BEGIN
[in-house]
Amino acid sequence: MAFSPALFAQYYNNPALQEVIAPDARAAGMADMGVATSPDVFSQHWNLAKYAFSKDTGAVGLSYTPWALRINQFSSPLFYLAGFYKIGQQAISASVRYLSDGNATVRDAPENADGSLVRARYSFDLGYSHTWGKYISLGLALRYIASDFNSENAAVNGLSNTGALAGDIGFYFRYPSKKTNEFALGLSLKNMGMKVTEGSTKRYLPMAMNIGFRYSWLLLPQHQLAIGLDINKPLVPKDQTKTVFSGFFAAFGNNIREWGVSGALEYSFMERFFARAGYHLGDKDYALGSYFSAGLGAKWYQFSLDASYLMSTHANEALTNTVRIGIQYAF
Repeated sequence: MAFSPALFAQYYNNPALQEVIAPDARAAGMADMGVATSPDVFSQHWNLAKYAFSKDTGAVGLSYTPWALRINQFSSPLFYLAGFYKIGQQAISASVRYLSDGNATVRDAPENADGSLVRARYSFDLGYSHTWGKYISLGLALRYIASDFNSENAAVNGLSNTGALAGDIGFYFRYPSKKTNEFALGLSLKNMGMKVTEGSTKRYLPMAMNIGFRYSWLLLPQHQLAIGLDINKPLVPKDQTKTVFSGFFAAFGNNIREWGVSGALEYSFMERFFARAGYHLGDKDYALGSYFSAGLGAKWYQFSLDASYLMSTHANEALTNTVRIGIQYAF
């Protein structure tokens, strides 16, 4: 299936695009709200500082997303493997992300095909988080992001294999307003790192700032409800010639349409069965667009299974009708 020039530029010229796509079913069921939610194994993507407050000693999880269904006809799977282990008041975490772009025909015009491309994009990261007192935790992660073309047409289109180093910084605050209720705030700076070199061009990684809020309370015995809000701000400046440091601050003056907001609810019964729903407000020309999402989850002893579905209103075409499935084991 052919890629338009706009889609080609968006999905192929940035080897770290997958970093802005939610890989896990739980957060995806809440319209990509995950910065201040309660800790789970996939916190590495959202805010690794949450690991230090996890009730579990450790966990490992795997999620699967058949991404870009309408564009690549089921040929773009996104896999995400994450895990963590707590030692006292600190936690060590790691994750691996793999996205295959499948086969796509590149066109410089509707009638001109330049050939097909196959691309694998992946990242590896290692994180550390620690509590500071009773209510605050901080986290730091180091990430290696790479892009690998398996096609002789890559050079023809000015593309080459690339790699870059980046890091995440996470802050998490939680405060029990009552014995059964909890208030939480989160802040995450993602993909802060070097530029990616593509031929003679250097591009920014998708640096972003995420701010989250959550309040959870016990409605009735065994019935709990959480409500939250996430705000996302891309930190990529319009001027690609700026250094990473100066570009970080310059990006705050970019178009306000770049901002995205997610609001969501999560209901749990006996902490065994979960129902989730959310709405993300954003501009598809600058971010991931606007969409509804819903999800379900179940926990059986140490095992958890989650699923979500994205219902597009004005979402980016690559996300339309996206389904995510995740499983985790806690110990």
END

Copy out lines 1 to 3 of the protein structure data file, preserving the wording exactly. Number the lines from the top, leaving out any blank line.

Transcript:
[in-house]
Amino acid sequence: MAFSPALFAQYYNNPALQEVIAPDARAAGMADMGVATSPDVFSQHWNLAKYAFSKDTGAVGLSYTPWALRINQFSSPLFYLAGFYKIGQQAISASVRYLSDGNATVRDAPENADGSLVRARYSFDLGYSHTWGKYISLGLALRYIASDFNSENAAVNGLSNTGALAGDIGFYFRYPSKKTNEFALGLSLKNMGMKVTEGSTKRYLPMAMNIGFRYSWLLLPQHQLAIGLDINKPLVPKDQTKTVFSGFFAAFGNNIREWGVSGALEYSFMERFFARAGYHLGDKDYALGSYFSAGLGAKWYQFSLDASYLMSTHANEALTNTVRIGIQYAF
Repeated sequence: MAFSPALFAQYYNNPALQEVIAPDARAAGMADMGVATSPDVFSQHWNLAKYAFSKDTGAVGLSYTPWALRINQFSSPLFYLAGFYKIGQQAISASVRYLSDGNATVRDAPENADGSLVRARYSFDLGYSHTWGKYISLGLALRYIASDFNSENAAVNGLSNTGALAGDIGFYFRYPSKKTNEFALGLSLKNMGMKVTEGSTKRYLPMAMNIGFRYSWLLLPQHQLAIGLDINKPLVPKDQTKTVFSGFFAAFGNNIREWGVSGALEYSFMERFFARAGYHLGDKDYALGSYFSAGLGAKWYQFSLDASYLMSTHANEALTNTVRIGIQYAF